A key initiative of the Roadmap is a regular series of Quantum Technology Challenges that aim to rapidly identify the most disruptive and advantageous applications of quantum technologies for the land domain. Army conducted the inaugural Challenge (QTC21) in Brisbane in April 2021. QTC21 saw teams of Australia’s world-leading quantum scientists and engineers compete to show how quantum technologies could image subterranean structures and materiel, optimise last-mile resupply logistics and deny quantum secure communications.

 

The army is seeking Australia’s next generation of Quantum Technologists for Quantum Next Generation 2021: Quantum Camouflage. The QNG21 challenge is to invent a means to conceal our soldiers from the looming threat of detection by ultra-precise quantum sensors. Specifically, countermeasure technologies that interfere with adversarial quantum magnetometers that are seeking to detect the magnetic signatures of Army’s equipment, vehicles, weapons etc.

 

This threat posed by quantum magnetometers was identified by the subterranean challenge of the Quantum Technology Challenge 2021 (QTC21). There, teams employed prototype quantum magnetometers to perform a range of detection demonstrations, including rifle-sized objects passing through sewer-like tunnels and armored vehicle-sized objects passing through 85 m deep reinforced tunnels. Whilst significant work is still required to refine, miniaturize and harden these prototypes so that they may be integrated into deployable sensor systems (such as ground-based arrays and UXVs), their demonstration at QTC21 established the capabilities of this new technology and its implications for future land warfare.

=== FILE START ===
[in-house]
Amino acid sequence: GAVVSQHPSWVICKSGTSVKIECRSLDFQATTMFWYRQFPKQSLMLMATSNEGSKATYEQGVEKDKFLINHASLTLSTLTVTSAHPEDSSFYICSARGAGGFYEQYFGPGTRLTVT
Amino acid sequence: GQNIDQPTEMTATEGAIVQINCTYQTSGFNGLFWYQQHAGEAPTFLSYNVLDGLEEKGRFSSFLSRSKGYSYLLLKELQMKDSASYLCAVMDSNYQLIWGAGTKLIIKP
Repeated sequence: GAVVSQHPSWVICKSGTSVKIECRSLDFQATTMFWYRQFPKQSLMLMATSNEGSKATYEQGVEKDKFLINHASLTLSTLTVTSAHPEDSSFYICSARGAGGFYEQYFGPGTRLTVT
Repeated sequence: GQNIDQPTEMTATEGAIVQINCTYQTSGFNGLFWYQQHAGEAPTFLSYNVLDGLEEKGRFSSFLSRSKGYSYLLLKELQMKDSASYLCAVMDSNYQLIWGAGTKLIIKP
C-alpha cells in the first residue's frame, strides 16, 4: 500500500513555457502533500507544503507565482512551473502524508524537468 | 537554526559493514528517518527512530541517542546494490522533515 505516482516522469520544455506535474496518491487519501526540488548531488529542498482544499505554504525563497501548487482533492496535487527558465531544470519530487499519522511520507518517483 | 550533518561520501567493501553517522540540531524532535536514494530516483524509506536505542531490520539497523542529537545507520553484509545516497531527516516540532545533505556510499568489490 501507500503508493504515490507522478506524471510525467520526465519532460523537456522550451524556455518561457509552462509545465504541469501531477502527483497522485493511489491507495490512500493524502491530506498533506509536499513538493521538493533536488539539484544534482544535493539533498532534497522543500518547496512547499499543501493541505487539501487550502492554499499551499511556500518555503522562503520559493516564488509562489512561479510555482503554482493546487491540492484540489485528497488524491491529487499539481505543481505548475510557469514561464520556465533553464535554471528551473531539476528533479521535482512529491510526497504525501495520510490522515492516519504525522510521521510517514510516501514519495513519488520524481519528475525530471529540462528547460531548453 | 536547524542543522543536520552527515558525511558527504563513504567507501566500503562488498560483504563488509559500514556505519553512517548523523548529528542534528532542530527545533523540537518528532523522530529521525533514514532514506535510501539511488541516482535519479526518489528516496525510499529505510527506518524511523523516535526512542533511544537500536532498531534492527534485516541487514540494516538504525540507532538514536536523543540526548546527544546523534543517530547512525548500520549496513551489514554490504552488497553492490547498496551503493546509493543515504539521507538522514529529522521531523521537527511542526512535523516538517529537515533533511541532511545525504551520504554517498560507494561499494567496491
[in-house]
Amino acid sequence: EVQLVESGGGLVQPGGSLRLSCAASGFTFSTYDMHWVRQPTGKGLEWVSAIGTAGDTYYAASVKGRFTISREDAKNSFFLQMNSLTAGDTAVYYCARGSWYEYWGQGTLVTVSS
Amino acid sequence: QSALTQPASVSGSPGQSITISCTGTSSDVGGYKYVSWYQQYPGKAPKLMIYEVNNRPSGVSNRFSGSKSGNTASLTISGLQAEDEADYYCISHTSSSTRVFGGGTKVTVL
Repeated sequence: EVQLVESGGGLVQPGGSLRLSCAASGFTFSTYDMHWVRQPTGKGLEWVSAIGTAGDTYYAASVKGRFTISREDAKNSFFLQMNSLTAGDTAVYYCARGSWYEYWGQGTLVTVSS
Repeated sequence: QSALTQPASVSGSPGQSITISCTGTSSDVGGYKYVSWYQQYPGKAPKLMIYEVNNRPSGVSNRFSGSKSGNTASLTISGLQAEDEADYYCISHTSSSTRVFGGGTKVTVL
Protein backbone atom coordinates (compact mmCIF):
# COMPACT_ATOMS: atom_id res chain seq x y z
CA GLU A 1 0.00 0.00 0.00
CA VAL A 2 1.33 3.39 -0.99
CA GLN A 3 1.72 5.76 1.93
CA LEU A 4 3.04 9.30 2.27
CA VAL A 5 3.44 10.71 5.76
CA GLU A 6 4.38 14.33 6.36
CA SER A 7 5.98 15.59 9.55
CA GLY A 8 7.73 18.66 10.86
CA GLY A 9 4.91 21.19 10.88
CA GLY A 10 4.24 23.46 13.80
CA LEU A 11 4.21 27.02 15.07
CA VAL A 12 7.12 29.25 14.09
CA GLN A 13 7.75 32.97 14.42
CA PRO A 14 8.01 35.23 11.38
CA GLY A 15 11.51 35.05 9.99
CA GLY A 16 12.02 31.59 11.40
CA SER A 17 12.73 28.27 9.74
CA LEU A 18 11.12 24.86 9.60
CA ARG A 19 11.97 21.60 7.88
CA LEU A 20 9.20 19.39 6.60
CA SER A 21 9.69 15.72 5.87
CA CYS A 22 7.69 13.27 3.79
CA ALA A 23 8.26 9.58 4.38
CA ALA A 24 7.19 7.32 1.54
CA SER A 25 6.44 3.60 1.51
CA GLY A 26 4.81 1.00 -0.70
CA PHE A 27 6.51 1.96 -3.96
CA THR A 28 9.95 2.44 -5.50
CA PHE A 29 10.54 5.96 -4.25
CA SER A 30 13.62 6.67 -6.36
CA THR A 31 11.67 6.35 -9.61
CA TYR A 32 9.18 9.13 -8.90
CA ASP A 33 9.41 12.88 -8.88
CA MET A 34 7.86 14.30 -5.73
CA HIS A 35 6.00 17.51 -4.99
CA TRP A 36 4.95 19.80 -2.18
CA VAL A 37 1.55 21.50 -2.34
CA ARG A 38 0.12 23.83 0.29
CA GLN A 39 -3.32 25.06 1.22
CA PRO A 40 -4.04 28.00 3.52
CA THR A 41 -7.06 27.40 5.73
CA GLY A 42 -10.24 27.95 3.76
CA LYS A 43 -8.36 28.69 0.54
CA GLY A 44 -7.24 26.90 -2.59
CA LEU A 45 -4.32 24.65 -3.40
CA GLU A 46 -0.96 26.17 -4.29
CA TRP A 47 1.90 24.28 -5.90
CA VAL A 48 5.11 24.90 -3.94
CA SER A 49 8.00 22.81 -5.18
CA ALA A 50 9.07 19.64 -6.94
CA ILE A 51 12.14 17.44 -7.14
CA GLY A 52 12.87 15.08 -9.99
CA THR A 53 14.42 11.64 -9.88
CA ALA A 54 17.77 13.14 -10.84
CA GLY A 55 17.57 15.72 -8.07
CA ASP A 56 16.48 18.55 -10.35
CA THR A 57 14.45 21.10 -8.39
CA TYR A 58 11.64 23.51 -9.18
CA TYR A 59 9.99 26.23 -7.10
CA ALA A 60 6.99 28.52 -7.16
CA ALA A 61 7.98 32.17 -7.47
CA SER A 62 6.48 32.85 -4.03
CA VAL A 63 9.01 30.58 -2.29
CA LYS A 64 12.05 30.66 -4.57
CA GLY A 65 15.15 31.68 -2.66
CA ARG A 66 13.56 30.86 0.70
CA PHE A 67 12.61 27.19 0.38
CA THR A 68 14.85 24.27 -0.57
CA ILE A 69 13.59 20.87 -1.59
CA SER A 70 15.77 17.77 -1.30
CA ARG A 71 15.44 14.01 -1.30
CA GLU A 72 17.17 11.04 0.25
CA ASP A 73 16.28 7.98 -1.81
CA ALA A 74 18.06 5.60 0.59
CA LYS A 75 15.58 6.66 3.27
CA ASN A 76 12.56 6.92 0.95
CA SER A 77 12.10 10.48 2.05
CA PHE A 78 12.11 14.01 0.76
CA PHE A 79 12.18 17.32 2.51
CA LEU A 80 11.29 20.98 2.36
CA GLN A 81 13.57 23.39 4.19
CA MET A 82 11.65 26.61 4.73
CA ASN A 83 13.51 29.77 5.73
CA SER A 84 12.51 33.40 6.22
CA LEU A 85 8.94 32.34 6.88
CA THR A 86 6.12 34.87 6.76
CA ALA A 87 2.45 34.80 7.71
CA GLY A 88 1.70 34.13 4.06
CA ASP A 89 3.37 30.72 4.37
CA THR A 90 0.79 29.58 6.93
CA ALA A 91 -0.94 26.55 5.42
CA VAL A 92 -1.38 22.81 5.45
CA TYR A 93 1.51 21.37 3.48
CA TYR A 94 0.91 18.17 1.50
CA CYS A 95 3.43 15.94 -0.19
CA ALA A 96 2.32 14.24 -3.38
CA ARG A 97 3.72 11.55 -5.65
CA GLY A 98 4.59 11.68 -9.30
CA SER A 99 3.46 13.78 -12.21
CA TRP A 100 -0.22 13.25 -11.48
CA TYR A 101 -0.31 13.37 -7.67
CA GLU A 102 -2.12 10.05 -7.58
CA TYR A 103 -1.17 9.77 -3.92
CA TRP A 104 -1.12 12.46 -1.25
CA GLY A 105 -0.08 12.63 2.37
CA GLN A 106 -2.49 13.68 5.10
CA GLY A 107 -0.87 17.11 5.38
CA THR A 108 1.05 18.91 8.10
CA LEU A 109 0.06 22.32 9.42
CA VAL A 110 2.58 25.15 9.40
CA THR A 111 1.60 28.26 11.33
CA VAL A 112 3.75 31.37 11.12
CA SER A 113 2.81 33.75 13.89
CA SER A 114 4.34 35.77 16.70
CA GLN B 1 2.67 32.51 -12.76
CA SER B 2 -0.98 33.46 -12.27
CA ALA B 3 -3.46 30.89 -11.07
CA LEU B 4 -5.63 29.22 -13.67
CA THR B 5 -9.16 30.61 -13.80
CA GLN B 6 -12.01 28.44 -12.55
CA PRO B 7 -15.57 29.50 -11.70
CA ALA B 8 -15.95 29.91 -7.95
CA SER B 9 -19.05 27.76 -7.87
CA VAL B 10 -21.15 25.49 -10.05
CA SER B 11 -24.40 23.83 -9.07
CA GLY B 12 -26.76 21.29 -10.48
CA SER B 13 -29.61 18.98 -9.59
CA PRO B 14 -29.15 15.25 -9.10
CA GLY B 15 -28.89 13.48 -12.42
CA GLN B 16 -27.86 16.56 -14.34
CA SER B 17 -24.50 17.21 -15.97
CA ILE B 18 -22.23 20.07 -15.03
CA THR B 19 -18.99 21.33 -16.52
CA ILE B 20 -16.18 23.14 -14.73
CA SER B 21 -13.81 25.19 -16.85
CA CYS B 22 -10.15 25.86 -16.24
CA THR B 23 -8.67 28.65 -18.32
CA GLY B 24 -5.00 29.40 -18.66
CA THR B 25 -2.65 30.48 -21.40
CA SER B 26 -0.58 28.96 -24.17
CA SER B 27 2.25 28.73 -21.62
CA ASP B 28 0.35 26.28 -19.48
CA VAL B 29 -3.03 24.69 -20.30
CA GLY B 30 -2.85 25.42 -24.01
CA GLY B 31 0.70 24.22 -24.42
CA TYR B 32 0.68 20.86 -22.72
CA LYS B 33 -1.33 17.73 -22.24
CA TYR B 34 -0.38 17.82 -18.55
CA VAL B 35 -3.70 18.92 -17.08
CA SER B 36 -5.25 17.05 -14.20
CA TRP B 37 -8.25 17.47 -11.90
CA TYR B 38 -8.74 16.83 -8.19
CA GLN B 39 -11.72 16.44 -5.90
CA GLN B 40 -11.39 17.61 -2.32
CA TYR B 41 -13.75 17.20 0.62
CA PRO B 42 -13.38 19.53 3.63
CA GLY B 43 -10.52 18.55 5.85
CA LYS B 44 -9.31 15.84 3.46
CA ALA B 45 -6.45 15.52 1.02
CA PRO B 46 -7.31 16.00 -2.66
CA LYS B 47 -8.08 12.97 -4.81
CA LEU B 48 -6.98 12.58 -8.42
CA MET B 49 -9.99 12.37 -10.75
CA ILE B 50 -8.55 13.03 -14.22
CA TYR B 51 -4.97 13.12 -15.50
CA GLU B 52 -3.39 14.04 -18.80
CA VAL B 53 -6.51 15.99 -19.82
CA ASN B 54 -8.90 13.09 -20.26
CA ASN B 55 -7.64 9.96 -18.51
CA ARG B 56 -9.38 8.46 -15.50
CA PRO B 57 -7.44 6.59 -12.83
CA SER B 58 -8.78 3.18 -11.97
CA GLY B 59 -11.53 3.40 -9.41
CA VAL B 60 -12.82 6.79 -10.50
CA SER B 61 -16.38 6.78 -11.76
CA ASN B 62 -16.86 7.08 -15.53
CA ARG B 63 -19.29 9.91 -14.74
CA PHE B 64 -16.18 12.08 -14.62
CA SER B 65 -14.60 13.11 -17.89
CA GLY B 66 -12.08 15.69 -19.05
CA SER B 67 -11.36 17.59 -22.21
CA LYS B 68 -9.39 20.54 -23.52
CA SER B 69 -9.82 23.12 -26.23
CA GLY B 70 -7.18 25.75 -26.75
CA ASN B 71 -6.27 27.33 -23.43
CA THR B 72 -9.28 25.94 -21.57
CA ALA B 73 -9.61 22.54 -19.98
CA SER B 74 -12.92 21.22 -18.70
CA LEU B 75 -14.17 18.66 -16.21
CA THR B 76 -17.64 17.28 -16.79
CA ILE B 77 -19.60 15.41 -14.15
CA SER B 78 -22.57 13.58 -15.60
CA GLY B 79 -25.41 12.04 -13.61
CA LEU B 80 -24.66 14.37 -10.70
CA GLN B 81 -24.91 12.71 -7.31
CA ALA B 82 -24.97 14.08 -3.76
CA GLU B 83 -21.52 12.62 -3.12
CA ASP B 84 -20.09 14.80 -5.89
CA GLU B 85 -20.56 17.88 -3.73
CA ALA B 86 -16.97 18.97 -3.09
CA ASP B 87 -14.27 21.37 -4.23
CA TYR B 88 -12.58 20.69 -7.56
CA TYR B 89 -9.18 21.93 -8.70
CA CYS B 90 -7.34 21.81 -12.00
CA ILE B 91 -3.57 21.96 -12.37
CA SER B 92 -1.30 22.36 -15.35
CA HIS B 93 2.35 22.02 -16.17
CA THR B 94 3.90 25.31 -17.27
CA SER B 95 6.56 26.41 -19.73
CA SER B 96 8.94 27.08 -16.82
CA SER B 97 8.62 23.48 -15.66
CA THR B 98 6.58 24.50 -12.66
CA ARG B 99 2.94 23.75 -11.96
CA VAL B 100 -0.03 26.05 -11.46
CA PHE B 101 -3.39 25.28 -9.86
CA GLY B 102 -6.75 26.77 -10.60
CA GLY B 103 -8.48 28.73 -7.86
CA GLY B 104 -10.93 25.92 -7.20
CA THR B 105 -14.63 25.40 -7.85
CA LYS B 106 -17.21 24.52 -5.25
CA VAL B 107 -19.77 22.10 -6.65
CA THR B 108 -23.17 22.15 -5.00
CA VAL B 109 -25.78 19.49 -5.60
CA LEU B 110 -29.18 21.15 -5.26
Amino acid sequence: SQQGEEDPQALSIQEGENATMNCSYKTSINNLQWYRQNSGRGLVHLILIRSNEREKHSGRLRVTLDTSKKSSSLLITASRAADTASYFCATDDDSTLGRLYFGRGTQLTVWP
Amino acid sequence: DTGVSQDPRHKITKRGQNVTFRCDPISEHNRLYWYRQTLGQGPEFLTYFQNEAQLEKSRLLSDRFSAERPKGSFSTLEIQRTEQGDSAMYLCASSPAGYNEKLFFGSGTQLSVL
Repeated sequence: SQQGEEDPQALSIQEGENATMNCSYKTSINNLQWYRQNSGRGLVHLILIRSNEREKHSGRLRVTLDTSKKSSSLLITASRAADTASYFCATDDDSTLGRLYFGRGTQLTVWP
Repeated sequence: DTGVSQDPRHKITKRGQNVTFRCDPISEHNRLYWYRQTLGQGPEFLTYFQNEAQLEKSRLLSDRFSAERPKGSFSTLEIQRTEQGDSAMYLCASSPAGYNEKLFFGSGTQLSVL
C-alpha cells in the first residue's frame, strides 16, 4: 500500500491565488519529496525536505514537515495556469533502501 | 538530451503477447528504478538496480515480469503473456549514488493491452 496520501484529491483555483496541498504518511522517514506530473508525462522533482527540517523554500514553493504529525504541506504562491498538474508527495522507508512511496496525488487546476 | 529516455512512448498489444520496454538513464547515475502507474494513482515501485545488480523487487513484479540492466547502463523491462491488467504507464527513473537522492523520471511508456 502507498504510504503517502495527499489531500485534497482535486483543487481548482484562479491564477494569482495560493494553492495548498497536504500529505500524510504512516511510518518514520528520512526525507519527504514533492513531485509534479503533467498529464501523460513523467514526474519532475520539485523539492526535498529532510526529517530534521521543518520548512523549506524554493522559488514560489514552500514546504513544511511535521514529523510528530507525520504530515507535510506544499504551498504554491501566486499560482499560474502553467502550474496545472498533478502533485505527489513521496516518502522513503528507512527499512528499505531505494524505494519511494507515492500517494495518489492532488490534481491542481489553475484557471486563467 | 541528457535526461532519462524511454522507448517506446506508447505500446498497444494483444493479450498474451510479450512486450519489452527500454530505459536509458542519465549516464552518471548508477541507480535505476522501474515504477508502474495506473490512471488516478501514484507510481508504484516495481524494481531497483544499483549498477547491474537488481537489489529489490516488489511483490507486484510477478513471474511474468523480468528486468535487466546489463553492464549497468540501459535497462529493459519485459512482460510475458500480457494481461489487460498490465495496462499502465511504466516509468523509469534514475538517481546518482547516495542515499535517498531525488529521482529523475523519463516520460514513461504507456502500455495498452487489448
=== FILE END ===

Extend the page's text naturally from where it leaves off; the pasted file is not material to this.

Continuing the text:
“In devising your solution, you should specifically target one or more quantum magnetometer technologies. Examples include atomic vapour cells and diamond nitrogen-vacancy centres. You should clearly explain how your solution targets your chosen quantum magnetometer(s). Solutions that reduce the apparent (as detected by the magnetometer) magnetic signatures of the friendly forces to the level of the apparent geomagnetic background will be preferred over solutions that seek to conceal the forces by adding larger or decoy magnetic sources. Non-destructive interference with the enemy magnetometers is permissible. Size, weight and power considerations are important: how practical will your solution be for a dismounted and/ or a vehicle-mounted force to deploy and power?

 

Consider a range of environments and force types and sizes. Environments can range from electromagnetically simple rural environments to electromagnetically complex urban environments. Friendly forces can range from dismounted units with small magnetic objects (e.g. small arms, munitions etc) to mounted units with large magnetic objectives (e.g. armoured vehicles, artillery etc). The smallest relevant force will occupy an area of at least 150×150 m and contain at least four elements. Your solution does not need to address all environments and force types and sizes. Rather, you should clearly describe what range of combinations your solution can address.”

 

Tackling the QNG21 challenge will not only lead to a countermeasure to adversarial quantum magnetometers, but also to the improved design and protection of Army’s quantum magnetometers against adversarial countermeasures.

 

About Rajesh Uppal